Referring to FIG. 2, there is shown the frequencies of various interfering modulation products generated by a defective drop connector which are reflected upstream to the CATV headend 12. Because the downstream video carrier signals are 6 MHz apart over the band of 50-450 MHz, the interfering signal spectrum shown in FIG. 2 is repeated each 6 MHz increment over the upstream frequency band. Because this interference spectrum repeats itself every 6 MHz, only the presence of interfering signals in the band from approximately 6-12 MHz will be considered herein, with the understanding that a similar interference spectrum and the following discussion applies over the entire upstream frequency band of 5-32.5 MHz.
As shown in FIG. 2, strong modulation products resulting from downstream video carrier signals are present at 6 and 12 MHz. Each downstream CATV channel has an audio carrier associated therewith displaced 4.5 MHz above its video carrier. The modulation product at 10.5 MHz, as well as the modulation product at 4.5 MHz, thus results from intermodulation of such downstream audio and video carriers. Finally, a modulation product is shown at 7.5 MHz which represents cross-modulation of audio and adjacent channel video downstream carrier signals. The frequency distribution of the various signals shown in FIG. 2 falls off exponentially due to the various sideband frequencies displaced ±15 KHz, ±30 KHz, etc., from the respective downstream carrier frequencies. The modulation products discussed thus far represent the primary upstream interfering signals in a two-way CATV system. In addition, various secondary interfering signals are seen by the CATV headend. These secondary interfering signals arise primarily from cross and intermodulation of the chroma, or color, components of the downstream video carrier signals and are shown in FIG. 2 at frequencies of 9.58 MHz, or 3.58 MHz above the 6 MHz modulation product, and 8.42 MHz, or 3.58 MHz below the 12.0 MHz modulation product. Additional secondary sources of interference occur at 6.58 MHz resulting from modulation products of downstream audio and chroma carriers. Similarly, a secondary source of interference occurs at 11.4 MHz also resulting from modulation products of downstream audio and chroma carriers. Thus, it can be seen from FIG. 2 that various sources of interference occur between the video carriers induced modulation products in a two-way CATV system having a downstream signal transmission discontinuity.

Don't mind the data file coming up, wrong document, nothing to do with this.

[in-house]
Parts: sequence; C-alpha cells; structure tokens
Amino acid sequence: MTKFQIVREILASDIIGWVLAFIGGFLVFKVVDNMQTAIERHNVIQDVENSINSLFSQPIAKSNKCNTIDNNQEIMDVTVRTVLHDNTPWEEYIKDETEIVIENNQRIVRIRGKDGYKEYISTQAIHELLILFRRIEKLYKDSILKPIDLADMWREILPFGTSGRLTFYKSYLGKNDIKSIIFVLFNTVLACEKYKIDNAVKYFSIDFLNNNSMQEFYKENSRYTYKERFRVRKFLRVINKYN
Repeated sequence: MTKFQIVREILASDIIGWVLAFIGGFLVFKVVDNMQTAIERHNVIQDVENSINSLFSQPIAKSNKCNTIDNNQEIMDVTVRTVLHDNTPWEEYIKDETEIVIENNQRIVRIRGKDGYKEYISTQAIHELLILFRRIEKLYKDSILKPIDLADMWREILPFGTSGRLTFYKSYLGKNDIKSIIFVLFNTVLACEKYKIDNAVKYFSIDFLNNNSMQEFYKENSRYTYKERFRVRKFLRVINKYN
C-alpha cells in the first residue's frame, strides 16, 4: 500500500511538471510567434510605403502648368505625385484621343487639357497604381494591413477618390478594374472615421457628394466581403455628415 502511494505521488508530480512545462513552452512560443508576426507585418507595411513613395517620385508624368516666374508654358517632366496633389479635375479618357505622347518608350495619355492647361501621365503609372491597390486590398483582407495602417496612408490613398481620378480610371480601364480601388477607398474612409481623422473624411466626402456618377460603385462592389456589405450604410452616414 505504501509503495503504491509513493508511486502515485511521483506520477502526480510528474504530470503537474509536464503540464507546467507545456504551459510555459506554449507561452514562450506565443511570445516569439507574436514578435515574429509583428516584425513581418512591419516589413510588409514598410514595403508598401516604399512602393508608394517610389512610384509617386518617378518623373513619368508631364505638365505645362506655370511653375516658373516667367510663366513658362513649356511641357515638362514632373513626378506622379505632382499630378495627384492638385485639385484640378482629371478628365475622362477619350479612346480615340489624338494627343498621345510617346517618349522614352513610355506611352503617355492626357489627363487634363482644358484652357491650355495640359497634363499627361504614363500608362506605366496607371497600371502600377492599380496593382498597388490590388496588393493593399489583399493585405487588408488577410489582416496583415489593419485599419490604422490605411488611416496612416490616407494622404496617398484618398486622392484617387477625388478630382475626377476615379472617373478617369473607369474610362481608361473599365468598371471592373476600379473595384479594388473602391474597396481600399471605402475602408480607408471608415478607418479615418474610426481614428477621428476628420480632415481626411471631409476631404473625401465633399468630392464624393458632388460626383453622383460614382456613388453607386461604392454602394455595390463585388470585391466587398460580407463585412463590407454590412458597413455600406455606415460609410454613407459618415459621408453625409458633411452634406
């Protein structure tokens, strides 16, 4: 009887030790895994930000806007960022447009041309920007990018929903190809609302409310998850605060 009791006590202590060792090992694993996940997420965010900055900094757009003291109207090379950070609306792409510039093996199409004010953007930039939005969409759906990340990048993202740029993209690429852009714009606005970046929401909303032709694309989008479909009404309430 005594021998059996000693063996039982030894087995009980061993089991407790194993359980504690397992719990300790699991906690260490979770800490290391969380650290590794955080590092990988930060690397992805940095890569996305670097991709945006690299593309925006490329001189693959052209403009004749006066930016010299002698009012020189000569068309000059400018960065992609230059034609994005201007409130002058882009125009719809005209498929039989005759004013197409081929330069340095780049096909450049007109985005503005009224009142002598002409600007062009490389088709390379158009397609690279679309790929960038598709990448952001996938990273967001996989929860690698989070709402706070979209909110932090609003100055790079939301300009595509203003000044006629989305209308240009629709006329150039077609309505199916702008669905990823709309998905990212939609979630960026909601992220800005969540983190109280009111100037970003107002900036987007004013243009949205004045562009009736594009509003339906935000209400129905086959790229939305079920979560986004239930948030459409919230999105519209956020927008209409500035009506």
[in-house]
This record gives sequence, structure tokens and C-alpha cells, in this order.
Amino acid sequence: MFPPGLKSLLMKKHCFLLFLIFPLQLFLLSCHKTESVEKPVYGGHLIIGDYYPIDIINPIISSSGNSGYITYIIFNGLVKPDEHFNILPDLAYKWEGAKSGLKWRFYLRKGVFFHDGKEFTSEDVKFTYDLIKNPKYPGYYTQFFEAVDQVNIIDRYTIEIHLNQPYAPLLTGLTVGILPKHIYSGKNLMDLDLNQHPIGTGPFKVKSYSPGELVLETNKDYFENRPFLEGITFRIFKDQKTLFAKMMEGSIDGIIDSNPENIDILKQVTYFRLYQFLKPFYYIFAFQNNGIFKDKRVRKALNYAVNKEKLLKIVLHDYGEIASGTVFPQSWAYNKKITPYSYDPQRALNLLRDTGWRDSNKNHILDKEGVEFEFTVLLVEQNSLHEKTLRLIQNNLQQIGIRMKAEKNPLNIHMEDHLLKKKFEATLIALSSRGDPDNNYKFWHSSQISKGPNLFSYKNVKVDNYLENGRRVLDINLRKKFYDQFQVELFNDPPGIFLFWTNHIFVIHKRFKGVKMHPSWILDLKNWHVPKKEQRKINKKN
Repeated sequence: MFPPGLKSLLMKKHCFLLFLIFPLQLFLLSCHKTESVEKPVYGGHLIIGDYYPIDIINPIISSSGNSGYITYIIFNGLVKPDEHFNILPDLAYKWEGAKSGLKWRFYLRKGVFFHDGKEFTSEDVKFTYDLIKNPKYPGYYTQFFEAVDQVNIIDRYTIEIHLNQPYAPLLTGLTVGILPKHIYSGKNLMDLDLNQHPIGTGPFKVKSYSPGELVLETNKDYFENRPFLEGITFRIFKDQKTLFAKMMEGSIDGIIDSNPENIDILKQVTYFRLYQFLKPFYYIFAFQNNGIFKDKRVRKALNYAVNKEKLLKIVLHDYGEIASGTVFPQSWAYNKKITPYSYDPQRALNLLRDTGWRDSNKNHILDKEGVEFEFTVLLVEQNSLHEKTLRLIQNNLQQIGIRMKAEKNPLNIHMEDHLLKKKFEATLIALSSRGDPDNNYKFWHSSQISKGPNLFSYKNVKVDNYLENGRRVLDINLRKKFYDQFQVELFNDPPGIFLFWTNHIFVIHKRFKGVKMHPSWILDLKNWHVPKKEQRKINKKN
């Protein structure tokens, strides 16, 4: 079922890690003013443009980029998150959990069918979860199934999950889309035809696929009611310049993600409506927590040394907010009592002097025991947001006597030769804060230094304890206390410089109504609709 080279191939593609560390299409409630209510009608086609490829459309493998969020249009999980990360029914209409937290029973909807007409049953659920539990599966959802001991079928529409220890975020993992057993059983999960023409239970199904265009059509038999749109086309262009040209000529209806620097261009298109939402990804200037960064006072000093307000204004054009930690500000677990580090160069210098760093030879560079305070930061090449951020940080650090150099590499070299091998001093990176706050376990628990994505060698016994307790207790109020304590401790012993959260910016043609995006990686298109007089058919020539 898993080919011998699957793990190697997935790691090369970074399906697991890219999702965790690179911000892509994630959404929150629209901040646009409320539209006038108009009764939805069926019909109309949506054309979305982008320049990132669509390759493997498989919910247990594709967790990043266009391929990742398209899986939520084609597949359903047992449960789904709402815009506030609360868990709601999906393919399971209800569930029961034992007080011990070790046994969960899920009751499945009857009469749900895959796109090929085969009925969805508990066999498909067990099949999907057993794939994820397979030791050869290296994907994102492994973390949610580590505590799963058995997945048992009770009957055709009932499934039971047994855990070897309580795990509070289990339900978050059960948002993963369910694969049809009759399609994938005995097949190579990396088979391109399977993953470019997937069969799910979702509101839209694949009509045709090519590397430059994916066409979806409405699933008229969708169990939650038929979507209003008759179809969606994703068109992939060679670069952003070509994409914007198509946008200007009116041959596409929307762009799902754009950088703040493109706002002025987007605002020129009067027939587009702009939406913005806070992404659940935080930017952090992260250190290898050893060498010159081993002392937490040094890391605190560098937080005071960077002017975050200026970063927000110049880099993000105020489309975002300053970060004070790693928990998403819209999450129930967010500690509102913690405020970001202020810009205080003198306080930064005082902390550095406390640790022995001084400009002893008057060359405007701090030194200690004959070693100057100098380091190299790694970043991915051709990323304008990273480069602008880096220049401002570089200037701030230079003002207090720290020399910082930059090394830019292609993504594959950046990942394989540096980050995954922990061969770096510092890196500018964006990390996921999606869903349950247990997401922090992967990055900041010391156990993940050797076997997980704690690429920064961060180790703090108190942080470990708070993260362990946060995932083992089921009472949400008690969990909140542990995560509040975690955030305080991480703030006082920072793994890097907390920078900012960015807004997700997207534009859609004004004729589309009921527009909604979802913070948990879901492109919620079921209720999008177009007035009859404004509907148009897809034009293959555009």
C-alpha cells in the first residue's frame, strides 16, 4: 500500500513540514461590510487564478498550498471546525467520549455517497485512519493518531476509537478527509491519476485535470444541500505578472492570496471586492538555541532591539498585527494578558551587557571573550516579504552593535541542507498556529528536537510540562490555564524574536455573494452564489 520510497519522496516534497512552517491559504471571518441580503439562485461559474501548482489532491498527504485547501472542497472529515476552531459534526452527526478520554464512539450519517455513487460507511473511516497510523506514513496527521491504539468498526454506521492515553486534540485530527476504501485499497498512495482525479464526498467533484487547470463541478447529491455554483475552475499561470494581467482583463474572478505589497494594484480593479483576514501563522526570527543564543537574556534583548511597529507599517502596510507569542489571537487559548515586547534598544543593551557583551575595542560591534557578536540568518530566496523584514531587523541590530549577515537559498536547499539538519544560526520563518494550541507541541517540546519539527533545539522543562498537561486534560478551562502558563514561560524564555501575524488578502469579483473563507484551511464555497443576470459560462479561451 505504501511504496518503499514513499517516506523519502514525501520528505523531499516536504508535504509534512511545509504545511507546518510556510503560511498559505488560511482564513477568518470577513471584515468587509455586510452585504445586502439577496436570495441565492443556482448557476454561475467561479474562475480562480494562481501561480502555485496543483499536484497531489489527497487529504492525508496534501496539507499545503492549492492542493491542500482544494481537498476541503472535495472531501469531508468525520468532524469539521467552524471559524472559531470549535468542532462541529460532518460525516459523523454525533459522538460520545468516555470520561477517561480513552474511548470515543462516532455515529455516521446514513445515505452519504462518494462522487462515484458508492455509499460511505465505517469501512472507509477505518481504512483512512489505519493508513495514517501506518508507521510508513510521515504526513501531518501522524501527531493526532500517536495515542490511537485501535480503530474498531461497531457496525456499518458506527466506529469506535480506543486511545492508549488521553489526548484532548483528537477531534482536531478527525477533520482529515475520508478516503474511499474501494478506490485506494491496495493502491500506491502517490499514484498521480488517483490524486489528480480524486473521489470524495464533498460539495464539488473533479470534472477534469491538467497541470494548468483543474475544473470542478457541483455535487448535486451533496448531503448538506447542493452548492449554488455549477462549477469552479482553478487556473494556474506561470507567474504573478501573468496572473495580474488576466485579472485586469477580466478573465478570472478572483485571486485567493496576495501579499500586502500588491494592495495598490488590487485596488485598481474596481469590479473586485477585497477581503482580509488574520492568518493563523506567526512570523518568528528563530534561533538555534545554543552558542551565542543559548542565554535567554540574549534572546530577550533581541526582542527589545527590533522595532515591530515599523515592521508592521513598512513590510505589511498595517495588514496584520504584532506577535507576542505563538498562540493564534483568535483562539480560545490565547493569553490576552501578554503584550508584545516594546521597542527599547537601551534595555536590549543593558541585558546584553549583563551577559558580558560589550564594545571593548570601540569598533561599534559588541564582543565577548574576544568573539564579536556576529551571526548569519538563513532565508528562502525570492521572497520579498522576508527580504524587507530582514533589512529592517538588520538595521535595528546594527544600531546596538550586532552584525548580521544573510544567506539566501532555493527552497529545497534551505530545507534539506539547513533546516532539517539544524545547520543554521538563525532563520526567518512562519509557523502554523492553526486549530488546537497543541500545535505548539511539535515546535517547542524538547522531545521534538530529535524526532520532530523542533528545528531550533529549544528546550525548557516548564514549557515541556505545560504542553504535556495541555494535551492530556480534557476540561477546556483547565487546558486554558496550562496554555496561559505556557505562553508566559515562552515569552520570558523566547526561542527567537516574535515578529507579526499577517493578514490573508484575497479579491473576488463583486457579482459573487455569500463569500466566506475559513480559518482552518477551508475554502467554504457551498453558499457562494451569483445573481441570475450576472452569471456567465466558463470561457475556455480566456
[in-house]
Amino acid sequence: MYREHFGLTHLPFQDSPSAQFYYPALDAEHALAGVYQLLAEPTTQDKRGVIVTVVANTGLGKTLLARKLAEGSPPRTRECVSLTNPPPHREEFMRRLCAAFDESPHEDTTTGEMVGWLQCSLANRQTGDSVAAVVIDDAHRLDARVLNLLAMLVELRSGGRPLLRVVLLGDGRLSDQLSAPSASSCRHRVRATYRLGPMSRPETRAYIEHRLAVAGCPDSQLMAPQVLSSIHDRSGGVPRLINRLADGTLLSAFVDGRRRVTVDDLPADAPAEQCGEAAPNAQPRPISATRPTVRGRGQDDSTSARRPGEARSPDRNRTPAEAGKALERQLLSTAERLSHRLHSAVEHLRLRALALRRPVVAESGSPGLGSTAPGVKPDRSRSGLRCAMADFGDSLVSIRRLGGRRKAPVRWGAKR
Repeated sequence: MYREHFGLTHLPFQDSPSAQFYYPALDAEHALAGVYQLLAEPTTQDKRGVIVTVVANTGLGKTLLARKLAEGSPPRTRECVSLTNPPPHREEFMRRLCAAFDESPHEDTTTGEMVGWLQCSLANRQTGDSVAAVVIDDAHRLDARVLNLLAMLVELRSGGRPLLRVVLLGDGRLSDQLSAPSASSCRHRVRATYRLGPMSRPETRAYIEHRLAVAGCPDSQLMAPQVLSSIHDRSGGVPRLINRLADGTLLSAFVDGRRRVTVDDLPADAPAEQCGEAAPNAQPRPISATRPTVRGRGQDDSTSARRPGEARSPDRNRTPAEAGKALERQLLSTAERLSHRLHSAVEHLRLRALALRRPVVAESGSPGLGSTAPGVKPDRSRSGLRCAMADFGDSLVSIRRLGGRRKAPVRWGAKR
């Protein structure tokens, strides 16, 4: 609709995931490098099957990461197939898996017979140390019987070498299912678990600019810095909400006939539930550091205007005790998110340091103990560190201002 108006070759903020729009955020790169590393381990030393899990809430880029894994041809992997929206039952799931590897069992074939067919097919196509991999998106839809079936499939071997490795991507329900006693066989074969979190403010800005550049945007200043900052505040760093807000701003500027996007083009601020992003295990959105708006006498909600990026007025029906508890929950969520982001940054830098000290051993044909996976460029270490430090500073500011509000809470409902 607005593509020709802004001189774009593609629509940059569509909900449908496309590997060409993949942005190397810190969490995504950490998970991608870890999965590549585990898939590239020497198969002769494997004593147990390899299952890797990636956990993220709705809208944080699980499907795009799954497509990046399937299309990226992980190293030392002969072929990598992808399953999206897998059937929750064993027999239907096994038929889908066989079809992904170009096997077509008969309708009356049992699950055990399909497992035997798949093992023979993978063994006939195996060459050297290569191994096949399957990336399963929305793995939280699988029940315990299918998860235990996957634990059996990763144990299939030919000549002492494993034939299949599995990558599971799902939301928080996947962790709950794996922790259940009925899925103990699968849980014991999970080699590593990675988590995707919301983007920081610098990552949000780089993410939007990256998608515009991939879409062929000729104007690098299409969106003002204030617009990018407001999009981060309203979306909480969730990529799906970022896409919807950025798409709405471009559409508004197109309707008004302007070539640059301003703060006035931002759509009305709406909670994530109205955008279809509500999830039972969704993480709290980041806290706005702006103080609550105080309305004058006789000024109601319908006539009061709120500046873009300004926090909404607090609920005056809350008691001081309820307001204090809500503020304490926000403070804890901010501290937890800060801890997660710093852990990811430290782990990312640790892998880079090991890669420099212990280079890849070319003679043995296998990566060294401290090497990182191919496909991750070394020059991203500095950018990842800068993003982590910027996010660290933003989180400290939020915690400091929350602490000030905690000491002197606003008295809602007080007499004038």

The present invention improves upstream data communication in a two-way CATV system by minimizing the effects of the aforementioned primary and secondary sources of interference. This is accomplished by determining the optimum frequencies for upstream signal transmission in view of the various aforementioned sources of interference encountered in a two-way CATV system. Application of the present invention can be seen from FIG. 2 wherein are shown in dotted line form the upstream signal frequencies utilized in a preferred embodiment. From FIG. 2, it can be seen that at 5.5 and 11.0 MHz the absence of either primary or secondary interfering signals permits the upstream signals to be transmitted free of unwanted interference. In addition, by utilizing two harmonically related frequencies, a single frequency source such as a conventional oscillator circuit 52 in combination with a frequency divider 54 which may be selectively engaged for generating both upstream signal frequencies. Finally, switch 50 under the control of microcomputer 46 permits alternate upstream signal transmission at 5.5 and 11.0 MHz in order to provide a second backup channel for more reliable upstream data communication. Thus, the use of the present invention in a two-way CATV system not only substantially improves upstream communication performance but also simplifies and reduces the cost of each individual subscriber terminal. There has thus been shown an improved arrangement for upstream signal transmission in a two-way CATV system. Upstream carrier frequencies are utilized for the transmission of upstream signals for minimizing the effects of cross- and intermodulation products of the downstream video and audio carrier signals which are coupled upstream by discontinuities in the cable of the two-way CATV system. While particular embodiments of the present invention have been shown and described, it will be obvious to those skilled in the art that changes and modifications may be made without departing from the invention in its broader aspects. Therefore, the aim in the appended claims is to cover all such changes and modifications as fall within the true spirit and scope of the invention. The matter set forth in the foregoing description and accompanying drawings is offered by way of illustration only and not as a limitation. The actual scope of the invention is intended to be defined in the following claims when viewed in their proper perspective based on the prior art.